Entrepreneurs are natural innovators, but even the most forward-thinking people sometimes need a little nudge to help open their minds to new possibilities for growth.
One of the best ways to think outside of the box is to start asking “what if” questions. Here’s a “what if” question I’ve been kicking around lately: What if we took two disparate businesses and blended them to make something new? I’m not talking about merging or partnering with another company; I’m talking about blending business methodologies from two (or more) industries to create a new business, or dramatically improve an existing business.
A classic example of this is Commerce Bank. Founded by Vernon Hill in 1973, Commerce Bank blended two industries: fast-food restaurants and banking. The owner of a fast-food restaurant franchise, Vernon Hill’s bright idea was to bring the convenience and perks of fast food to banking.
For example, fast-food restaurants are open everyday, and they start early and close late; Hill implemented extended hours at Commerce Bank and kept the doors open seven days a week. No other bank had done this before.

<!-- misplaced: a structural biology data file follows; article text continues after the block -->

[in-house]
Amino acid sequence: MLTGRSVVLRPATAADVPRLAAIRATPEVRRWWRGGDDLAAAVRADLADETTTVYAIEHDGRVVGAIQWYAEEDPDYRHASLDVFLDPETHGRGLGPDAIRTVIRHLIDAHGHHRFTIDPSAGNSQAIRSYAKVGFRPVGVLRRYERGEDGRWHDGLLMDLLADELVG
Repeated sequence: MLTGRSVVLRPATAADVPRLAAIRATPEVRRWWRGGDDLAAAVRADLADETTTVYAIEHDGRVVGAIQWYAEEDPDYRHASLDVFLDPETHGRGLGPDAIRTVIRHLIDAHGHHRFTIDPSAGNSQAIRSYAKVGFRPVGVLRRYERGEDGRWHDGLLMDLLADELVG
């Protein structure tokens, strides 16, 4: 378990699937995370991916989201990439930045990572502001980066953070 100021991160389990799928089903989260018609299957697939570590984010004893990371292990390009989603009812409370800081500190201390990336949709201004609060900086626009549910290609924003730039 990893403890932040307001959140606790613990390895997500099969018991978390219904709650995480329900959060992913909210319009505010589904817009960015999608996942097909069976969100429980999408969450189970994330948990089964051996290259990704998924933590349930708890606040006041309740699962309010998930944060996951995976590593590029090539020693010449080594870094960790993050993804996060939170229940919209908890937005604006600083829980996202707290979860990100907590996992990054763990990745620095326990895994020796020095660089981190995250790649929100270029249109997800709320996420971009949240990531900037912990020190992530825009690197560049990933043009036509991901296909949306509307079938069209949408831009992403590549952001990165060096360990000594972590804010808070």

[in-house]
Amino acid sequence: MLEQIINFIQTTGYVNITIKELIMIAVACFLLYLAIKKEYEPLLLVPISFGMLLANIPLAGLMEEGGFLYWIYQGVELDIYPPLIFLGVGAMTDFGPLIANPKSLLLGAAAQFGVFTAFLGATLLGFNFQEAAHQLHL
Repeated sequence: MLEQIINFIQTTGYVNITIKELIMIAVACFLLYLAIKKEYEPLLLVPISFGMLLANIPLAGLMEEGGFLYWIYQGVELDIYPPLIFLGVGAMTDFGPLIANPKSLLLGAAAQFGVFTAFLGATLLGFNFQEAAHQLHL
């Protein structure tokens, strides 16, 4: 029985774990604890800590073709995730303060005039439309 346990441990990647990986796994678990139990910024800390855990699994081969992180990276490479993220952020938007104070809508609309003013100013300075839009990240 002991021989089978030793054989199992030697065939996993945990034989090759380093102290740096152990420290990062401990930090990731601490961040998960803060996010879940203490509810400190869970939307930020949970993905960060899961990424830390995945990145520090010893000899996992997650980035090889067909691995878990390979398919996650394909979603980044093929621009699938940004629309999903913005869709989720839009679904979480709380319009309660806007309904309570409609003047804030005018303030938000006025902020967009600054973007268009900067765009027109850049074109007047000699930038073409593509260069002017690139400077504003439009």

Hill blended other systems from his fast-food franchise when he launched his blended business. He installed a “Penny Arcade” coin counting machine in his lobby, which had the same effect as video games in family restaurants. Kids could count money and win a prize, and the adults loved it too.
One of my favorite examples of Hill’s blending genius is when you use the drive thru window at Commerce Bank you get a treat for your dog, just like the toy in a kid’s meal. Is it any wonder people call it “McBank?” By blending two industries, Hill created the fastest growing bank ever.
Commerce Bank grew from one to more than 400 locations and the franchise sold for $8.5 billion in 2007. See what a little game of “what if” can spark?
What if you blended your business with hallmarks from another industry? Start thinking WAY outside of the box, looking at winning concepts from industries that may seem to have nothing to do with your business. (Of course you do have something in common with business in ALL industries: customers.) You never know— you just might make billions.
Consider yourself nudged.